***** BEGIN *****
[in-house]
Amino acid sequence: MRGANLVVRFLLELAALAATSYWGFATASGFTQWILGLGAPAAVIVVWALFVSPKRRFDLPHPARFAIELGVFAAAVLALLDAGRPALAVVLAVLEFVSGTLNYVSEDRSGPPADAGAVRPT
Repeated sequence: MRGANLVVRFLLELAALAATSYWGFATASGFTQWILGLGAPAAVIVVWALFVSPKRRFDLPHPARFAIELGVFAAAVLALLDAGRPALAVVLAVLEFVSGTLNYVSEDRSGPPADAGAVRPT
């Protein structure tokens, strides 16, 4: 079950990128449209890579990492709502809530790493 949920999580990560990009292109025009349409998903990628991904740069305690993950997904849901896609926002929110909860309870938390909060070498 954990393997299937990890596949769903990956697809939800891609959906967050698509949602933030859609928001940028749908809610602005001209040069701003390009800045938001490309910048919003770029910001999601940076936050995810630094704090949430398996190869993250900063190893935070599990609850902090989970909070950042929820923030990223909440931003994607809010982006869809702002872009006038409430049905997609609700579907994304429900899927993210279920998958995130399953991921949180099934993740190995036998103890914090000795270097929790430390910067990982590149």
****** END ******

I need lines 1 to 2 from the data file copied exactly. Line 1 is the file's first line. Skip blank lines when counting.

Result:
[in-house]
Amino acid sequence: MRGANLVVRFLLELAALAATSYWGFATASGFTQWILGLGAPAAVIVVWALFVSPKRRFDLPHPARFAIELGVFAAAVLALLDAGRPALAVVLAVLEFVSGTLNYVSEDRSGPPADAGAVRPT